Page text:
Fender Blacktop Jazzmaster HS review

A tricked-out version of the quirky original

  • £539
  • $739.99
The Jazzmaster HS features the model's classic control layout.

MusicRadar Verdict

Pimped it may be, but the quirks of the original Jazzmaster remain. It's up to you to decide if that's good news or bad…


  • +

    Old-school vibe with some modern beef.


  • -

    The 'classic' vibrato and bridge.

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There was a time when Fenders had single-coil pickups and Gibsons had humbuckers, and people were okay with that. You paid your money, took your choice. Then hard rock happened and suddenly everyone wanted more power from their pickups.

By the early 1970s, the chisels were out and humbuckers were in, no matter what you played. Fender got the message and released the twin humbucker-equipped Tele Deluxe and Thinline in 1972.

"'HS' equals humbucker and single-coil, so you get an open-coil humbucker paired with a classic Jazzmaster neck pickup."

Later in the decade, tinkerer extraordinaire Edward Van Halen drove the point home by forcing a humbucker into the bridge position of a 'Strat-style' body and, well, the rest is history.

The legacy of that early tonal cross-fertilisation can be seen in these new Fender Blacktop guitars. The range consists of four classic Fender models - Telecaster, Stratocaster, Jazzmaster and Jaguar - each modified with humbucking pickups and a bunch of other features that include bolt-on maple necks with a gloss urethane finish, a 241mm (9.5- inch) fingerboard radius, medium jumbo frets and 'skirted' amp-style knobs.

The fact that the Blacktop Series is being marketed with downloads of sticker designs and stencils is a good clue to the type of player Fender is hoping to snare with this range. Young punk, metal and indie guitarists who wouldn't have considered a Fender as 'their thing' but might be tempted by the extra firepower on offer.

But where does that leave the rest of us?


It's really only the control knobs that tip you off that this Jazzmaster HS is part of the Blacktop Series. This is because the pickup layout is different to the other three guitars in the range.

'HS' equals humbucker and single-coil, so you get an open-coil humbucker paired with a classic Jazzmaster neck pickup. Both units are (Seymour) Duncan Designed.

First unleashed in 1958, the original Jazzmaster had the longer 648mm (25.5-inch) scale length of the Tele and Strat, but shared the same floating vibrato with its Jaguar sibling.

Oddly, Fender has chosen to include this temperamental unit on the Blacktop Jazzmaster and almost immediately we begin to experience the familiar rattles and squeaks for which it's notorious.

We also notice that the bridge humbucker alignment is a bit off, with the high E string not quite centred on its polepieces. However, a quick run through our amp confirms that, sonically at least, the alignment issue doesn't cause any discernible loss of signal or string balance.

Our Blacktop Jazzmaster has superb playability thanks to the modern spec medium jumbo frets and fingerboard radius. The simplified control layout makes it a bit more user friendly than the original vintage model.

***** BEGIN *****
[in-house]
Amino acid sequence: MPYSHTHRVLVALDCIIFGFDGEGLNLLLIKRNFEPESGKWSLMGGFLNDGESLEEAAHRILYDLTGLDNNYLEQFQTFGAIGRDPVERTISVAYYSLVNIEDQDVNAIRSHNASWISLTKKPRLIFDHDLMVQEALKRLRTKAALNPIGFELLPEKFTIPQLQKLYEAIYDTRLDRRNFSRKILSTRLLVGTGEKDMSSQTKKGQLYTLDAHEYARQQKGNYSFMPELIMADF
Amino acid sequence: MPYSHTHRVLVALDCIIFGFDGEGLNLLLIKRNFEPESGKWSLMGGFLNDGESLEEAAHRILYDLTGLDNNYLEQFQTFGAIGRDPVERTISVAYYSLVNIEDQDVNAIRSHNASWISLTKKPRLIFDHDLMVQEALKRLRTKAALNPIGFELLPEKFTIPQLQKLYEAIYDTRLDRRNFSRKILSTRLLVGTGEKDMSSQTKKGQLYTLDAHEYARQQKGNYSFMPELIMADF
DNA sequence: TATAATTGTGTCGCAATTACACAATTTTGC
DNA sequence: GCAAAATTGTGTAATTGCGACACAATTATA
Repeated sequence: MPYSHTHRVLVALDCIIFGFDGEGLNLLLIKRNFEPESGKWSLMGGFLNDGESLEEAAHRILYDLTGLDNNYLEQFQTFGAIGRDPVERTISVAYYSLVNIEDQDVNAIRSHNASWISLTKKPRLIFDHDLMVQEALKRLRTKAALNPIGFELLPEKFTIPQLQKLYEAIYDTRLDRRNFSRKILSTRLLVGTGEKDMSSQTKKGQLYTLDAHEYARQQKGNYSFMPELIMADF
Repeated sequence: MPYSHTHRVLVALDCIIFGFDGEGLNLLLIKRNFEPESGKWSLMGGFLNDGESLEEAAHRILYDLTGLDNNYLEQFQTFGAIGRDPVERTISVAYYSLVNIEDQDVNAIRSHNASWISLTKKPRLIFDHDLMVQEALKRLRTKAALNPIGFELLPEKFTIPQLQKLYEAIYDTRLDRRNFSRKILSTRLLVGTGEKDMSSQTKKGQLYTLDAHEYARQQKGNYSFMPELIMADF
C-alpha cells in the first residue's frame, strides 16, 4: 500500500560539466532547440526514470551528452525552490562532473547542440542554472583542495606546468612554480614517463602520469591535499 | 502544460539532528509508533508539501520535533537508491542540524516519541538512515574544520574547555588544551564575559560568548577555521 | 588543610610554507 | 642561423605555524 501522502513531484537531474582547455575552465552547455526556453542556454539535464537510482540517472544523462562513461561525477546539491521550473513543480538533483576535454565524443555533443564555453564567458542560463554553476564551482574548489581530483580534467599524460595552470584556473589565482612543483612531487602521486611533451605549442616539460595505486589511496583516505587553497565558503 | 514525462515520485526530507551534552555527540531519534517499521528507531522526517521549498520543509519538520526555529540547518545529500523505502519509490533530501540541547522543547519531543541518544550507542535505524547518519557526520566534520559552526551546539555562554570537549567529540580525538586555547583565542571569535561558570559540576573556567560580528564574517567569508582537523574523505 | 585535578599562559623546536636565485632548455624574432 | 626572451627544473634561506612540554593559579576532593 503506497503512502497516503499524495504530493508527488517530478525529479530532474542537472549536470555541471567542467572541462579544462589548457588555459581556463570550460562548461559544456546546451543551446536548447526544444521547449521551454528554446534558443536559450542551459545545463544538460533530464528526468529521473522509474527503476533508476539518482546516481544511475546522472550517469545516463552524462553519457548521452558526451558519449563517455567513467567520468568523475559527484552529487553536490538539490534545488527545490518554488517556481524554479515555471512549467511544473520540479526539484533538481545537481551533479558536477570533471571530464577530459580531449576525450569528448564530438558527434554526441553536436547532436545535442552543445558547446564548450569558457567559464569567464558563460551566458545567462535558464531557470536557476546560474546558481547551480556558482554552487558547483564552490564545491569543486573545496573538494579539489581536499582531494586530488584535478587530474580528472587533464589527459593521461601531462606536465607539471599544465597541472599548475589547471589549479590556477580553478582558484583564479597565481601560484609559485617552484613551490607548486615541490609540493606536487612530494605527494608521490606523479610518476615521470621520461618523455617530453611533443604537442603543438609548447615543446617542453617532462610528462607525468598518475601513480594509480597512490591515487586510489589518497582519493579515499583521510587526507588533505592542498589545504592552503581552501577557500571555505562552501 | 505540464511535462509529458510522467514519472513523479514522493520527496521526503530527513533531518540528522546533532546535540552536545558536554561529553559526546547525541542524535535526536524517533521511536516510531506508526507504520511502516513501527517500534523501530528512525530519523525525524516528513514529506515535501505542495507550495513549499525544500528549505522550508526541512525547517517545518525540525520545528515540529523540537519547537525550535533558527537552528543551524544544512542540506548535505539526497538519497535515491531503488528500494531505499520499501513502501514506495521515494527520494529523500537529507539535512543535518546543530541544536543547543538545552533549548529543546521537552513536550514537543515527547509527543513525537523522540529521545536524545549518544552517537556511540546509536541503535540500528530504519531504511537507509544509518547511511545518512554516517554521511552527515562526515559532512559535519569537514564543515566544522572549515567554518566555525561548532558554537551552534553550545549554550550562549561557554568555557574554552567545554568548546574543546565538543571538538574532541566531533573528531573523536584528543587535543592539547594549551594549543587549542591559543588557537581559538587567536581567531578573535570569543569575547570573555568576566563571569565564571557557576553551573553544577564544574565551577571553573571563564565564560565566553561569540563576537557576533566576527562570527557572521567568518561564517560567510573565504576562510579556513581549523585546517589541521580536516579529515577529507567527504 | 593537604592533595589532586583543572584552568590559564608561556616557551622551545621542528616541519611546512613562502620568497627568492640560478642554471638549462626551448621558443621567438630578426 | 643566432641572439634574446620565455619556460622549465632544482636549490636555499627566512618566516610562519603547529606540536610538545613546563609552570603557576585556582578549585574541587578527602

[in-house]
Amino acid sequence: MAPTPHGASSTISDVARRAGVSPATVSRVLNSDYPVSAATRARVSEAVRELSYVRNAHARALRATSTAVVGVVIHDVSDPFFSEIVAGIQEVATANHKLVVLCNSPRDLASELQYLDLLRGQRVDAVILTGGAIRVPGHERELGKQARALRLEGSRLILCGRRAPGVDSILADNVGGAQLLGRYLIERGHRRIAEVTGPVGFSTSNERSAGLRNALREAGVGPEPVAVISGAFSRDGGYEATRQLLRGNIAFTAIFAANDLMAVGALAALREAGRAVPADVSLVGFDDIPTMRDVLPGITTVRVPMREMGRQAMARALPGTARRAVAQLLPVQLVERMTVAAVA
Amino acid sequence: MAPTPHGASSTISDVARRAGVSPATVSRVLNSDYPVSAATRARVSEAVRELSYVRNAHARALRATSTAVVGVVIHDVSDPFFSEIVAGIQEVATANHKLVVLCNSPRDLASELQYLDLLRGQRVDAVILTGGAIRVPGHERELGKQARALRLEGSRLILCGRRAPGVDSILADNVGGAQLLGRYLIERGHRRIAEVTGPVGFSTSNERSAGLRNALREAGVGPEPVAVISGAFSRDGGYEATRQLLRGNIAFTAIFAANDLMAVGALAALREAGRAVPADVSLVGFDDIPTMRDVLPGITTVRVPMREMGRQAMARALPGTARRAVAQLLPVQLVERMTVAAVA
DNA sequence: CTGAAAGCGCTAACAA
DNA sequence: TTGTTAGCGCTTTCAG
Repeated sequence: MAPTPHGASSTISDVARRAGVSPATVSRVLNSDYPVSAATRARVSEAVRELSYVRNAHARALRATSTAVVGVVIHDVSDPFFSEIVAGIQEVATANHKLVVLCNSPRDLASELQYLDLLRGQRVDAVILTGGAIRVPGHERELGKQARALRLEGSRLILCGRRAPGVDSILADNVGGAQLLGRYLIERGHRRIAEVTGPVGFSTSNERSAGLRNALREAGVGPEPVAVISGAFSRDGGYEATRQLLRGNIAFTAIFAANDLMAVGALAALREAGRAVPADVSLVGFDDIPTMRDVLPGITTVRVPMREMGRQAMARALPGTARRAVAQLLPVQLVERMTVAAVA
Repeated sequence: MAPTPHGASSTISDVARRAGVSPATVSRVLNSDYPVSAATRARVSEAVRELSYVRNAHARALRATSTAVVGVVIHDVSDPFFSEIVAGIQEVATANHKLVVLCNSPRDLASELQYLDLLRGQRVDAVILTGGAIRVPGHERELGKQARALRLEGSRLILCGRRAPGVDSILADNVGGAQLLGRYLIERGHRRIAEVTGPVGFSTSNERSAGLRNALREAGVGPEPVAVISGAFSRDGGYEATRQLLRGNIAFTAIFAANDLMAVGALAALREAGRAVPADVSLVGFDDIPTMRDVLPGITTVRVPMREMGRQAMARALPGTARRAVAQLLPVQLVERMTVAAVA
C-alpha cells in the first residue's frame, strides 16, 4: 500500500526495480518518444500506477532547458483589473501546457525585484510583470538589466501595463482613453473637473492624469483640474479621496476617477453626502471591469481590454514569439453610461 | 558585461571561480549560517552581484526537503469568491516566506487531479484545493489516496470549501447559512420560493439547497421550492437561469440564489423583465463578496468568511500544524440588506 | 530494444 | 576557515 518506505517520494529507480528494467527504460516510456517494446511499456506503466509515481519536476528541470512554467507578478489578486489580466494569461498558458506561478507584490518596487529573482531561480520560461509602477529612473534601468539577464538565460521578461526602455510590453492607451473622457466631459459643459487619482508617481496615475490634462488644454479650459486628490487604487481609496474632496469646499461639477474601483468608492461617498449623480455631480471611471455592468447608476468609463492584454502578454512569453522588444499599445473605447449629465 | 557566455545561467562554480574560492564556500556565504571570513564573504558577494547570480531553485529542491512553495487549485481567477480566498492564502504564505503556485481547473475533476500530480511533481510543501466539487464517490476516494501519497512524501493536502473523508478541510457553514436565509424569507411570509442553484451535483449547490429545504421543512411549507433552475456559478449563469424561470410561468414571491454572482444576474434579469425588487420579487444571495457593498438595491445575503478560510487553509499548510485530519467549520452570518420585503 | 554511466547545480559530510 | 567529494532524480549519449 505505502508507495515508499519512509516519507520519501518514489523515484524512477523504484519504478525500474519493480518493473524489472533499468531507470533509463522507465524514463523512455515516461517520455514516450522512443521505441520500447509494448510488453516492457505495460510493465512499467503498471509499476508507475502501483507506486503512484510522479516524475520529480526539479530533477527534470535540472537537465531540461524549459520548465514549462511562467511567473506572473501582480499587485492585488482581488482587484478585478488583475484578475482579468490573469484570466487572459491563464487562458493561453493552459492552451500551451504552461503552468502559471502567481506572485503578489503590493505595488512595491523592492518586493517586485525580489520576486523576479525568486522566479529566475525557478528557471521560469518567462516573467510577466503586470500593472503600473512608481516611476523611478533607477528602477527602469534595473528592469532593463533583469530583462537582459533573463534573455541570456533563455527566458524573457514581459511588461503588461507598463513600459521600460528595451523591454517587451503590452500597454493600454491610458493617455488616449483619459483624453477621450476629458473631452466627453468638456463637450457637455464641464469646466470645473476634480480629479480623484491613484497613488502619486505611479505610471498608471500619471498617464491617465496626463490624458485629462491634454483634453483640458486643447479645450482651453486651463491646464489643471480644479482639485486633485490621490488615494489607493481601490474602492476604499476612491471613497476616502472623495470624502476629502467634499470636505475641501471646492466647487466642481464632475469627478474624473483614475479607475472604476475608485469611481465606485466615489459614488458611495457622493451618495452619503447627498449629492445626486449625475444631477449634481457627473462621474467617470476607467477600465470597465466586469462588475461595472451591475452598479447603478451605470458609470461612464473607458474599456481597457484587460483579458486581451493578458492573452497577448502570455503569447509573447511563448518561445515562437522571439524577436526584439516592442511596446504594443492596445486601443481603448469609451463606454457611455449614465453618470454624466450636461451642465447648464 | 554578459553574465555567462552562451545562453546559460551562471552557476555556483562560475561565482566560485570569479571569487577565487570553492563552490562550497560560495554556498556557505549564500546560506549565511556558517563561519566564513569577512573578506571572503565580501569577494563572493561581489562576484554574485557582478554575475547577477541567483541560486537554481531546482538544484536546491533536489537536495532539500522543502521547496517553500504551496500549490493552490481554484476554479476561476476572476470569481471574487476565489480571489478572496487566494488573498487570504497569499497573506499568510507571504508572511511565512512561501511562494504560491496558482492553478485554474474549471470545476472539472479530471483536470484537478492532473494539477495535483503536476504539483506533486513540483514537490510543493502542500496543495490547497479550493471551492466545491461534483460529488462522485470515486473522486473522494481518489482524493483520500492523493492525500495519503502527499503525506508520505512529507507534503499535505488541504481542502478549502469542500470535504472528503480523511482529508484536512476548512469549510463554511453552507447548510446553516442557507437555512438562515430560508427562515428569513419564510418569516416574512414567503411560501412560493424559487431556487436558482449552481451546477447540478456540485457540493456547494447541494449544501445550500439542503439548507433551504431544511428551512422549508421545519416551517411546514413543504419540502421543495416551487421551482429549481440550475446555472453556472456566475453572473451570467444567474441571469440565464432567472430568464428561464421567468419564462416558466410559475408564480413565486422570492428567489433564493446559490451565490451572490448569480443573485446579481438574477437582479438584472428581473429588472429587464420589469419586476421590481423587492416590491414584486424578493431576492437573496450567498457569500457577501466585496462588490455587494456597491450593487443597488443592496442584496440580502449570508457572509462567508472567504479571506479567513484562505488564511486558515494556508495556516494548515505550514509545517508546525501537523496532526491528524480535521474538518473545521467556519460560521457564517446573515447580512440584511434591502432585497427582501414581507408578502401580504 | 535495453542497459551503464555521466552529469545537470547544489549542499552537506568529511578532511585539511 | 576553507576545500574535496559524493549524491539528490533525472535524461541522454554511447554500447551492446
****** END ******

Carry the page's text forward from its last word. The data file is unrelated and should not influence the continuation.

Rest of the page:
The Jazzmaster HS is responsible for the only departure from the £539.99 asking price of the Blacktop range, with the three-colour sunburst version coming in at £574.99, which is still hardly a fortune.


The guitar was set up perfectly straight from the box. Heavier strings would be good, but that's a personal choice. Playability is uniformly excellent, with a comfortable action and easy string bending right up to the top frets.

The Jazzmaster offers some cool tones, too. Thanks to that big old vibrato, the guitar almost has a hollowbody quality to its tonal makeup. You'll have to try it to understand what we mean.

The Duncan Designed bridge humbucker sounds brighter than the bridge units on the other guitars. Ironically, given the whole high-octane nature of this series, the neck single-coil on the Jazzmaster is actually the guitar's best setting.

A clean tone, some reverb, jazzy chords and a gentle wobble of the vibrato arm and you'll be in '50s heaven. Whack on some distortion and fans of Sonic Youth and Nirvana will be just as happy.

Some will see the Blacktop Series as a cynical marketing ploy designed to squeeze a bit more juice out of some very well-established designs.

This is a good guitar in its own right, but it just doesn't feel like it's part of the Blacktop series to us.

For starters, the usual problems inherent with its bridge and vibrato put us off it a bit and sent us scurrying back to the other three guitars. You really have to try the Jazzmaster for yourself to form your own opinion on it.

There's no doubt that Fender is hoping to win some new fans with the Blacktop Series. That may or may not happen, but there's also something here for existing Fender fanatics.

The addition of humbuckers hasn't diluted what makes this classic Fender design great; instead, it's thrown up a bunch of great new tones.

The gene-splicing experiments that tone fiends inflicted on innocent guitars back in the day are now available as standard. And that means the chisel can stay in the toolbox where it belongs.